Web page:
Book review: Britain's Lost Cricket Grounds


Tim Ellis hails a beautiful coffee table piece, complete with stunning photographs of a cricket panorama that now lies 100 leagues under the sea of redevelopment.

There are many things in modern life that are soulless. The continued eruption of shopping malls is one such blot on the landscape, especially when yet another supermarket submerges any memory of a great sporting heritage. Where did Denis Compton score his record 17th century during a season? Somewhere under Tesco and Marks and Spencer probably. Open spaces in town centres are few and far between. No ball games here, son.

Britain's Lost Cricket Grounds is a beautiful coffee table piece. It contains stunning photographs of a cricket panorama that now lies 100 leagues under the sea of redevelopment. Author Chris Arnot's journey has taken in once familiar sights and sounds like the Central Ground at Hastings, a scene of Channel winds and screaming gulls that swooped on the outfield; to Bramall Lane in Sheffield, when cricket was played to the tune of passing tramcars, factory hooters and the scream of a saw mill; and the appropriately named Fartown in Huddersfield where Geoffrey Boycott once hit a six onto the road. The ball came to rest against a church door. Boycott lost a contact lens soon after, causing a mass search on the field of play.

What also elevates the book above the picturesque and pretty variety is that the limited text manages to animate the characters who once bestrode these fields. Prince Ranjitsinhji of Sussex and England made great play on his title. He took up residence at the Shillinglee Estate with such extravagance that WG Grace was moved to pose in a turban on his arrival. In 1855, the Estate's gardener, David Heather was prominent in bowling out the Surrey Militia for zero.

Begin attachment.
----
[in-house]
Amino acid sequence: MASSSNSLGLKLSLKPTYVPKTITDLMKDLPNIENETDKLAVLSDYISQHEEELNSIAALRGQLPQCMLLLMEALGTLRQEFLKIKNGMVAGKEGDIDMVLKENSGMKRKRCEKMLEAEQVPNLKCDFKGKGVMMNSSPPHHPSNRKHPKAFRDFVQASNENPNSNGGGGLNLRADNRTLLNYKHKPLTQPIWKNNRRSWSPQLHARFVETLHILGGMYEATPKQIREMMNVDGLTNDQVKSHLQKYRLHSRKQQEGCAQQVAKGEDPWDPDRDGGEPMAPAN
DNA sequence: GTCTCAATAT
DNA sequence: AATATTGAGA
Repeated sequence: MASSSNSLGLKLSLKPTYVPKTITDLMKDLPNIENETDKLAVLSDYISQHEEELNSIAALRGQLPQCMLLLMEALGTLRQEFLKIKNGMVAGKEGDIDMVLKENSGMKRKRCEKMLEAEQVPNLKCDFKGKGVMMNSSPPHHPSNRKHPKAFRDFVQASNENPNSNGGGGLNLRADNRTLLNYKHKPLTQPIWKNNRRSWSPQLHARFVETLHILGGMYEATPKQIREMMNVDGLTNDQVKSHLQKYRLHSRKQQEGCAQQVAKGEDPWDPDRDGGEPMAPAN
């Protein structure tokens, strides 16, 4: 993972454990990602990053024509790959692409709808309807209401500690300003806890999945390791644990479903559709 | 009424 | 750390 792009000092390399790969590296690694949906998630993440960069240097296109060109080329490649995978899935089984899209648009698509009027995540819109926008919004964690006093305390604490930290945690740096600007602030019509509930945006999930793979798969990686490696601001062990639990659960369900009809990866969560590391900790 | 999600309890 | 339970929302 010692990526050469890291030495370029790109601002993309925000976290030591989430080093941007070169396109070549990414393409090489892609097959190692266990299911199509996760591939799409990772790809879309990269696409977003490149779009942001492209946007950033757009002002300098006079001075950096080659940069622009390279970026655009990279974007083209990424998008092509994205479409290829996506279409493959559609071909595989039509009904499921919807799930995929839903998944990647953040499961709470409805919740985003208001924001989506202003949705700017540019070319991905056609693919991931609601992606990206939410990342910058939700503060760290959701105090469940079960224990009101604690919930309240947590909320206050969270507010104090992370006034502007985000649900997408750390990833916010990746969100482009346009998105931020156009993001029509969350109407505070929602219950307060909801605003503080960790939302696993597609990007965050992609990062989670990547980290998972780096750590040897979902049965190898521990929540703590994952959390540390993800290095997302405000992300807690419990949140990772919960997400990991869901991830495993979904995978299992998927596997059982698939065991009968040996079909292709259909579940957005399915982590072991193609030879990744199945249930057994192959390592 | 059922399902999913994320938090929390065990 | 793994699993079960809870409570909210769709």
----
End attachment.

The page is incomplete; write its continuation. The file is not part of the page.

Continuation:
It is sad to plot the decline of cricket on these feted grounds as well as the more parochial pitches which were often part of the lifeblood of the community. Once upon a time, teams were made up from all pillars of society such as professional gentlemen, estate workers, miners and farmers. As part of his English education, a young 18-year-old by the name of Shane Warne played at the Imperial Athletic Club in Bristol, a premises owned by a tobacco company that 80 years earlier had insisted on the "ethos of keeping a big workforce healthy in mind and body." The pavilion burnt down in 1999 but Warne's fags were nowhere to be seen.

Back in 1958, the legendary John Arlott described Hampshire's Northlands Road as having "an air of improvisation, of gradual growth, additions and afterthoughts merging into a unity like the photos, nick-nacks and pieces of china which accumulated on our grandparents' mantlepieces." Perhaps this line was inspired by Arlott's famous bottles of claret packed in a briefcase over a lunch hour. Whatever the truth, there are magical memories of Barry Richards, Gordon Greenidge and Malcolm Marshall buried under today's town houses.

At least Hampshire has a fully-fledged Test arena to be proud of in its place. If you want an example of barmy thinking, how about Lymington Cricket Club's plight that is not featured in this fabulous book. Their 175-year-old heritage hangs by a thread because the Council believes the community is in danger from "cricket balls landing at great speed a matter of inches from unsuspecting people." I give you health and safety and supermarkets – the twin terrors that threaten cricket's green and pleasant land.

<B>Tim Ellis</B>

<i>Britain's Lost Cricket Grounds by Chris Arnot (Aurum £25)</i>